New Wealth

Over time, I’ve changed my views on wealth. When I was in my early 20s, I wrote it off as something I would figure out later. When I started a company at 27, I figured that my stock as founder would be good enough. I was wrong on both. Here’s what I’ve learned…

FIRE (Financial Independence, Retire Early) changed my views on money. When your net worth is 25x your annual expenses, or when your passive income to expenses ratio is 2:1, you’re considered financially independent.

Why wait for Universal Basic Income (money to pay your living expenses) when you can create it for yourself? What would you do with the freedom and flexibility it offered you?

You can reach FIRE by minimizing your expenses and/or maximizing your income. Do both but focus your energy on the latter. It’s better to get paid for your ideas, instead of the number of hours worked. It scales infinitely.

When taking risks, limit your downside while having considerable upside. I like to go “all in” when the downside is limited/close to zero, which allows me to swing for the fences.

While the riskiest route, the biggest upside is by starting your own company. Most entrepreneurs have a 15-year career span before they get burned out. Take as many calculated swings as you can within that window. Opportunity cost is too high to work on things that go nowhere.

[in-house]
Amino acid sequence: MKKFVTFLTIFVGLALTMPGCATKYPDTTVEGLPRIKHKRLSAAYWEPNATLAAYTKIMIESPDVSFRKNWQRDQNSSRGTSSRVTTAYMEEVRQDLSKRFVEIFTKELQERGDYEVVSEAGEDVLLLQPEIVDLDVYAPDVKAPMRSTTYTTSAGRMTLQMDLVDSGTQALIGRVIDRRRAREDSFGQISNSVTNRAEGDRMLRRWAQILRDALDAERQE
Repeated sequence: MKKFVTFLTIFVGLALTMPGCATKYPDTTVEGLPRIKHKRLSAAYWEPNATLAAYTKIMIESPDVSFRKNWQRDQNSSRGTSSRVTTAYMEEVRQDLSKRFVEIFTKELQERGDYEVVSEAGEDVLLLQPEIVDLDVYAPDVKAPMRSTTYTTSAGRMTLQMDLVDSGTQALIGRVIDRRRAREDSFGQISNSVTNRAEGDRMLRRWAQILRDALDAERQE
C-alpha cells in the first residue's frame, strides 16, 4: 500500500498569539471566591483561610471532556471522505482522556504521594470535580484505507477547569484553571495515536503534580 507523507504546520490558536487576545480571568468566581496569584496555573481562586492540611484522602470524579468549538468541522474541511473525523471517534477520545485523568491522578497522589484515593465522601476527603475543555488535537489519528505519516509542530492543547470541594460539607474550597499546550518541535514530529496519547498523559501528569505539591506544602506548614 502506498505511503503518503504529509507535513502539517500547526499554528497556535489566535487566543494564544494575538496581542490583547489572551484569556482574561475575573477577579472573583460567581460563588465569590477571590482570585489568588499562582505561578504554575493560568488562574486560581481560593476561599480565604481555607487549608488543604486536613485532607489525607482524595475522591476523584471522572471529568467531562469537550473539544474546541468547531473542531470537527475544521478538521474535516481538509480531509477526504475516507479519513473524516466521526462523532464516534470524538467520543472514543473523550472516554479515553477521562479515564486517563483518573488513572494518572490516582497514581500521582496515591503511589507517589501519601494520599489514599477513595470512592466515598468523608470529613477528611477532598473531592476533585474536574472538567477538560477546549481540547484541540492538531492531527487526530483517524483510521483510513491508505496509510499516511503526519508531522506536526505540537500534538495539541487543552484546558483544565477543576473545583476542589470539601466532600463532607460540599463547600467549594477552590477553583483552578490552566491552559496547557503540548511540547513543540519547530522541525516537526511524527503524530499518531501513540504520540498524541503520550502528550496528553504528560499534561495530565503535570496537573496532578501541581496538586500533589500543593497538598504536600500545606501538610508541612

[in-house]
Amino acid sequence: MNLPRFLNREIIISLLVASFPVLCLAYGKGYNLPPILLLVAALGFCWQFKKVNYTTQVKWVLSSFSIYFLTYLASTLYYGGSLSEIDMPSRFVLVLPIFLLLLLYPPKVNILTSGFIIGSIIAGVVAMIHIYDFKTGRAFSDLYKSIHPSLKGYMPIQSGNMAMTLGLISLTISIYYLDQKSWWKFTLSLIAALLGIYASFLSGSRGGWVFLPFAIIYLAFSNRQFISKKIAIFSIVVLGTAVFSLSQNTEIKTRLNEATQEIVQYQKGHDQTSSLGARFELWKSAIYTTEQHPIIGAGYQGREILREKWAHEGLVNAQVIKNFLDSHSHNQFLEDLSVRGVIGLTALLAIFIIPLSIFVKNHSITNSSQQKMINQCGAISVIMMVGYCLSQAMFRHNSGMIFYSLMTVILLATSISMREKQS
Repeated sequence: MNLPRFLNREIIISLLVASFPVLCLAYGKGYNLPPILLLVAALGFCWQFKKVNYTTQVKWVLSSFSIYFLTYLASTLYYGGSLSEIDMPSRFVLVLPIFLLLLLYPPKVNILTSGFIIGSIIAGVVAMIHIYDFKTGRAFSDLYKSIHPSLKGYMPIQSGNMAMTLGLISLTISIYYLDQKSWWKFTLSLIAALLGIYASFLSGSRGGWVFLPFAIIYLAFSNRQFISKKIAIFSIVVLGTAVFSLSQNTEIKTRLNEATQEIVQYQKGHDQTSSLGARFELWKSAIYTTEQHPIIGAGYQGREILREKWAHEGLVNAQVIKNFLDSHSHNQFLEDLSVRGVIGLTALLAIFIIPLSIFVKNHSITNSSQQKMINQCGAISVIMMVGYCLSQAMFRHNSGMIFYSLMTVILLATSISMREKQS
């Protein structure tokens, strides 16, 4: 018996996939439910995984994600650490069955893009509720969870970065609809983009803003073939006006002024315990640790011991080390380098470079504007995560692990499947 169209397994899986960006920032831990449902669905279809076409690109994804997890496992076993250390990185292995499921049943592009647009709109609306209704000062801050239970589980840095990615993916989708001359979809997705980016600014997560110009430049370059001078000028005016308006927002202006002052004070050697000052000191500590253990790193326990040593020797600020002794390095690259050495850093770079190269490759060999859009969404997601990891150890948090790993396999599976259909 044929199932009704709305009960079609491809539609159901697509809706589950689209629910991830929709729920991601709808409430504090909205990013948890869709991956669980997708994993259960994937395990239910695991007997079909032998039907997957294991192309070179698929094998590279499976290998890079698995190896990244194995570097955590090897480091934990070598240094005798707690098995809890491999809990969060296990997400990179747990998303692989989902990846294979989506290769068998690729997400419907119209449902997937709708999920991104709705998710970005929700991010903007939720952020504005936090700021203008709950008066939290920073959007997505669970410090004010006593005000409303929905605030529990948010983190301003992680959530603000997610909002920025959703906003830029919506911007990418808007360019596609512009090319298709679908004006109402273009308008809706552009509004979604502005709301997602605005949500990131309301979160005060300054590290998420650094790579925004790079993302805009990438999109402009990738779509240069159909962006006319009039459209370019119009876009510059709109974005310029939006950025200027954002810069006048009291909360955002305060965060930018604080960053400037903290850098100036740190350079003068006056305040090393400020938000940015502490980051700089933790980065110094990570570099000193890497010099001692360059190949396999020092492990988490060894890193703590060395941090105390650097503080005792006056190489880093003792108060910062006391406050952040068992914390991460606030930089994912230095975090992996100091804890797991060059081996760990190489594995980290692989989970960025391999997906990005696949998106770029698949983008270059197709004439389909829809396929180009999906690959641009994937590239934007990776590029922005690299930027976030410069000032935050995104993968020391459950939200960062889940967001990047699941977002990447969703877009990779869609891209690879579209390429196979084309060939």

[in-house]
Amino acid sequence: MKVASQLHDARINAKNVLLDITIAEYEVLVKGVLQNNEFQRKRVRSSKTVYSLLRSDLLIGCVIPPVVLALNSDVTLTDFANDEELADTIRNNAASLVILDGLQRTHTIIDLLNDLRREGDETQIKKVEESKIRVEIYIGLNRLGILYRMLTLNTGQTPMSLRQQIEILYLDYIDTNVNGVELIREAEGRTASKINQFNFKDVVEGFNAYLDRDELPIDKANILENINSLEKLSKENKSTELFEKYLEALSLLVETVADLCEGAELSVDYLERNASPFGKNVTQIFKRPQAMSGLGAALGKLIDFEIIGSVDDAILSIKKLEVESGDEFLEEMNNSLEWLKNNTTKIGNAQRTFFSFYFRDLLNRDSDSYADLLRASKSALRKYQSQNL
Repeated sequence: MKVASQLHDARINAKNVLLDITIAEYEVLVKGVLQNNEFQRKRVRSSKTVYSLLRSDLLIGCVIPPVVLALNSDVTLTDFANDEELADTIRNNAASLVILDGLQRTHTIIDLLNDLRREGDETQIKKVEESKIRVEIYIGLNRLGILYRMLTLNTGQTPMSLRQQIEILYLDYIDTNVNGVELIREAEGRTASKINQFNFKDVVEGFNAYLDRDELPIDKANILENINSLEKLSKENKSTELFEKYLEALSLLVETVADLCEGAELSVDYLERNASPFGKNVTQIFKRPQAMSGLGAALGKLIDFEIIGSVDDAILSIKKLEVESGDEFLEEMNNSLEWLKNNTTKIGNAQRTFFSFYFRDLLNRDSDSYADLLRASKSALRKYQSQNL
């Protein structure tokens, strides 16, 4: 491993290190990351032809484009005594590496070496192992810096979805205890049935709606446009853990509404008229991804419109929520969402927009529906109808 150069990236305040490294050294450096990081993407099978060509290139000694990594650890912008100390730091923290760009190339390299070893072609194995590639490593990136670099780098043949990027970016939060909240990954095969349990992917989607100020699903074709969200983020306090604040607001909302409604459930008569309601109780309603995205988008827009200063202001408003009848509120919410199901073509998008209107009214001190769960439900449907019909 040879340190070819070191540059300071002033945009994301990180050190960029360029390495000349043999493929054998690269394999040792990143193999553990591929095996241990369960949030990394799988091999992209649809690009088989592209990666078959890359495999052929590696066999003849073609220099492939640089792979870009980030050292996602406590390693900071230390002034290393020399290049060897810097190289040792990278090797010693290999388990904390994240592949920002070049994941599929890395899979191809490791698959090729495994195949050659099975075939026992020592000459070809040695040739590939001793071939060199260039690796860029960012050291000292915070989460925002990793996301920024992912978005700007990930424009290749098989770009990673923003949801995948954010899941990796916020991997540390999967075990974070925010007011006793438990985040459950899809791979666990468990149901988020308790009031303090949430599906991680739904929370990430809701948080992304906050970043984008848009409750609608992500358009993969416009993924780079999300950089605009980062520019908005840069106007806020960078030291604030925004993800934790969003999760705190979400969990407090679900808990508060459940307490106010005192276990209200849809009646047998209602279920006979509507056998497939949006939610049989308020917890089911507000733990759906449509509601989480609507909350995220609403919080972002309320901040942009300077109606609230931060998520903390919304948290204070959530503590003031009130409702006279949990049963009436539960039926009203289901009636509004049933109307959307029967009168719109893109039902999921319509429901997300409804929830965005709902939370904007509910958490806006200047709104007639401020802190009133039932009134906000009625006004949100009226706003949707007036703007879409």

A less risky route is to create passive income aka the “side hustle”. @jwmares does a great job of highlighting the four different types of side businesses here:

Take concentrated bets, instead of diversifying across hundreds. “I learned that if I could have 10 or 15 uncorrelated bets, and they’re all about the same return, that I could cut my risk by 75% or 85%” — @RayDalio

Buying a house is a consumption expense, not an investment. After calculating taxes, upkeep, etc, you will get similar returns by investing in the S&P 500 with 99% less work:

You don’t have to be a billionaire to take advantage of the same strategies. For example, it’s possible to pay $150 in taxes on an income of $150K:

Success is not how much time you spend doing what you love, but how little time you spend doing what you hate.

The biggest regrets of those on their deathbed? The courage to live a true life to yourself, working so hard, courage to express feelings, staying in touch with friends, and letting yourself be happier.

The wealthiest people in the world value experiences, relationships, happiness, freedom, flexibility, and having a sense of purpose. This is the “new wealth” that we should accumulate in our lifetime.

(Originally tweetstormed at @mikekarnj)

Personal Growth

Sharing our ideas and experiences.

Michael Karnjanaprakorn

Written by

Personal Growth

Sharing our ideas and experiences.